Carlos Paredes (February 16, 1925–July 23, 2004) was a portuguese guitar player, born in Coimbra, son to the equally famous Artur Paredes. He is credited with popularising the medium internationally during the 20th century. He was known as the "Man with a Thousand Fingers".
He began playing at the age of 4 and started his music career at the age of eleven. He performed with many other artists including Charlie Haden and also wrote compositions for fado singer Amalia Rodrigues. He wrote a number of film scores and received particular recognition for the 1971 film Verdes Anos ("Tender Years"). In 2000, the string quartet known as Kronos Quartet recorded two versions of Verdes Anos and Romance nº 1, from the first Carlos Paredes album, Guitarra Portuguesa, recorded in 1969 -1970.
During the 1950s and 1960s, being member of the Portuguese Communist Party, he was imprisoned for opposing the Portuguese dictatorship, some of this time spent in solitary confinement. He would walk around his cell pretending to play music which led some prison inmates to believe he was insane (in actual fact he was doing compositions in his head).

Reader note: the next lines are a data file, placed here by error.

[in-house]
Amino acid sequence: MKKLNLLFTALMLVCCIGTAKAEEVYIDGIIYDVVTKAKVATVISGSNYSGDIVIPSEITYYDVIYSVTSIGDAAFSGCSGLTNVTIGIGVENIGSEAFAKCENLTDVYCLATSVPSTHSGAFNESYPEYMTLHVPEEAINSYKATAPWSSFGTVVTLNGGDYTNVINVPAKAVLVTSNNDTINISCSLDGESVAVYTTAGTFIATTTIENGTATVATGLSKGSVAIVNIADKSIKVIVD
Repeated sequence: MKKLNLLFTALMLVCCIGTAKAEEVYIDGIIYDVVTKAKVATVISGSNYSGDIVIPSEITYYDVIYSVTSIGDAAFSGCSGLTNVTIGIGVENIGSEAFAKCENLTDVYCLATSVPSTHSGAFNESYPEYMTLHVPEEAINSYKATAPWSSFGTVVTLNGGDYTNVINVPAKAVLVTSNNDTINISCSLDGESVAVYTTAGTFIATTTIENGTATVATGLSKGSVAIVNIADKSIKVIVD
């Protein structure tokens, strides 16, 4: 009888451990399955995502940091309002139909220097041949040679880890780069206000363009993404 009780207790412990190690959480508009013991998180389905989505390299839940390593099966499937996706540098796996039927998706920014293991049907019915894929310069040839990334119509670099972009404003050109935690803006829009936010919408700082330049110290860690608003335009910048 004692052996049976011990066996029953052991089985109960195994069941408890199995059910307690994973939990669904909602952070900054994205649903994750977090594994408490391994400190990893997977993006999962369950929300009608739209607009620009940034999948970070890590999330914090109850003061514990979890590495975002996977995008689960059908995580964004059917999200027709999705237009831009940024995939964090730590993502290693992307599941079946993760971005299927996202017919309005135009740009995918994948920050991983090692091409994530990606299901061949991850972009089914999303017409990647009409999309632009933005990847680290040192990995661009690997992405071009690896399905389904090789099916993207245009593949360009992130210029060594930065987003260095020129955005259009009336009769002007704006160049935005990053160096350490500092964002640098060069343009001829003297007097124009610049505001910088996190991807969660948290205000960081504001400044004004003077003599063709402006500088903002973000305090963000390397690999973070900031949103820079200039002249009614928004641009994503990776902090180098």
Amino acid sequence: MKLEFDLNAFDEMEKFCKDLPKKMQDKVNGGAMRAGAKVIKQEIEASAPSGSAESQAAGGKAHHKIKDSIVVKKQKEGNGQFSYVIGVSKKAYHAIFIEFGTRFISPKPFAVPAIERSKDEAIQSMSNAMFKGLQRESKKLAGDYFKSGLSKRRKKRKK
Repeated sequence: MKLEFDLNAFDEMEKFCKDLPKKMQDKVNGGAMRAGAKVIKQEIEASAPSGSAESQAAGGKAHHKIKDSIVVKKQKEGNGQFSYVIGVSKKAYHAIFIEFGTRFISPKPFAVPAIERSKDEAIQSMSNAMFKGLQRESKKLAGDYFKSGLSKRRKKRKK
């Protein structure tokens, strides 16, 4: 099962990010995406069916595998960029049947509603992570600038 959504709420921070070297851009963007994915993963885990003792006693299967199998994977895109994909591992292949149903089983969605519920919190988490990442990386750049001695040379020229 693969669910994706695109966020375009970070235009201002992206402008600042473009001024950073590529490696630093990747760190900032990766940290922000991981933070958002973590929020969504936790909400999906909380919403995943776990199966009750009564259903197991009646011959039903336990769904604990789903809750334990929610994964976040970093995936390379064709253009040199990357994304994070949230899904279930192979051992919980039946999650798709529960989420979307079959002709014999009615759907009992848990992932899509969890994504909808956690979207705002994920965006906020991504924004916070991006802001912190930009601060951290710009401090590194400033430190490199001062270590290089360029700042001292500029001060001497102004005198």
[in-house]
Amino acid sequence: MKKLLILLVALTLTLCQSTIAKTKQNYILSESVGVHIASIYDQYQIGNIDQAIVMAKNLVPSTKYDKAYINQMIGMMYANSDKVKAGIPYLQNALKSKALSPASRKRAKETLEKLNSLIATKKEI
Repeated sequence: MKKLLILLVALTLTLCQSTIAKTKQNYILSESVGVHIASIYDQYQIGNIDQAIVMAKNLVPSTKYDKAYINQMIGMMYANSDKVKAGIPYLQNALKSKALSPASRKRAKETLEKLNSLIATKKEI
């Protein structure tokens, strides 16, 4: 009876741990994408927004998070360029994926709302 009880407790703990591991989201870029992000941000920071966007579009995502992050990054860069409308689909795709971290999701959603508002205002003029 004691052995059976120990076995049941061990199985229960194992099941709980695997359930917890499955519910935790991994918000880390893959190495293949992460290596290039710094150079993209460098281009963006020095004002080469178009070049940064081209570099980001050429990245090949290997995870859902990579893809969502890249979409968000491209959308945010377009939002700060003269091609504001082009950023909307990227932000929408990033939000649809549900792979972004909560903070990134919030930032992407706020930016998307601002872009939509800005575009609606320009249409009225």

When he returned to his working environment in the Hospital, relates one of his colleagues, Rosa Semião, he was deeply grieved for he was denounced by a colleague of his. "He felt betrayed, but even so, when he crossed one of his traitors, he didn't fail to greet him, showing an enormous capacity to forgive."
When the political captives were released, they were hailed like heroes. He has always refused this heroic status, attributed by the people of Portugal. He never said much about his time in prison, except that "Many people have suffered worse than I."
He suffered from myelopathy, a nerve disorder that prevented him from playing for the last eleven years of his life. He died in a nursing home from kidney failure.